MBA Education

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SCMP Education

MBA is not a magic wand

PUBLISHED : Monday, 25 March, 2013, 3:30pm
UPDATED : Thursday, 03 July, 2014, 5:29pm

When choosing to take an MBA, an important factor to consider is where you want the qualification to lead in career terms. As recruitment consultants, we meet too many candidates who seem to believe - or have been told - that an MBA will allow them to switch career paths easily and almost instantly. But for even the best MBA graduates from top-tier business schools, it is difficult to change to an industry in which one has no recent track record or experience.

The same applies for the large percentage of MBA graduates who have worked in middle- or back-office roles in the finance sector, but somehow assume their new qualification provides a passport to a higher-paying front-office position. Employers, though, whether in financial services or other industries, will generally attach more weight to a candidate’s relevant work experience and regard the MBA as a useful extra.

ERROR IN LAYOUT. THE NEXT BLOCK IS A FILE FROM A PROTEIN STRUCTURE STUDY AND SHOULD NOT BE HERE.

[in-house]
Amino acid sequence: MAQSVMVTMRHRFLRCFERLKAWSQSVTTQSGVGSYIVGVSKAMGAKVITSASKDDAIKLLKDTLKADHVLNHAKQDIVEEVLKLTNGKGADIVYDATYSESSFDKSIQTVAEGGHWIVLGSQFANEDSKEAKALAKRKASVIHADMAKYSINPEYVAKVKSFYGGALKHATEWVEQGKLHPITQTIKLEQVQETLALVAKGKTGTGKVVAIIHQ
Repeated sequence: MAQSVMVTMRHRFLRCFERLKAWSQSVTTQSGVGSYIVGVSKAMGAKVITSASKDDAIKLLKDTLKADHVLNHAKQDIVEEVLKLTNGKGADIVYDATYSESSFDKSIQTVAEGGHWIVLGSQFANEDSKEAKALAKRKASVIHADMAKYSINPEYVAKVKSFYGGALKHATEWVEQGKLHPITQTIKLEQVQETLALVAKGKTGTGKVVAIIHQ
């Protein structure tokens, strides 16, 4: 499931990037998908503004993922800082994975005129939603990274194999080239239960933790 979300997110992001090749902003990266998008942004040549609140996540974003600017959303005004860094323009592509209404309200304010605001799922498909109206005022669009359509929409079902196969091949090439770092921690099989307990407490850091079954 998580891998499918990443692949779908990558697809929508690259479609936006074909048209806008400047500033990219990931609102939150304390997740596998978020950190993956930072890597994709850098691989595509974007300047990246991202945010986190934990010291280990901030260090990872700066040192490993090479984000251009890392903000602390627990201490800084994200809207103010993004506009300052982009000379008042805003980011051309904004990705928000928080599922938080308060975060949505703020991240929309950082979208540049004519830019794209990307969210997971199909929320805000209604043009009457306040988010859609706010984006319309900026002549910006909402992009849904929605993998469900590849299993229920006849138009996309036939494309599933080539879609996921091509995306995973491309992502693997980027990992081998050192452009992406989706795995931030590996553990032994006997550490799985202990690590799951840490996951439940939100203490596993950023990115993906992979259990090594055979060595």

If considering which industry most values an MBA, there is no simple answer. It tends to be that certain companies put more emphasis on the qualification, offering candidates who have it a faster route to senior management. In financial services, the CFA has also gained in status over the last few years. For some front-office roles, particularly in fund management, it is now seen as a preferred standard for professional training and intellectual ability.

Also, with the need to control costs, banks are now far less likely to offer financial assistance for employees taking an MBA.

However, in management consultancy, especially in firms more focused on corporate strategy, an MBA still makes a big difference. It may be seen as a prerequisite for entry, progression up the career ladder, and for any future move into areas like private equity, corporate finance, or holding an influential board-level role with a major company.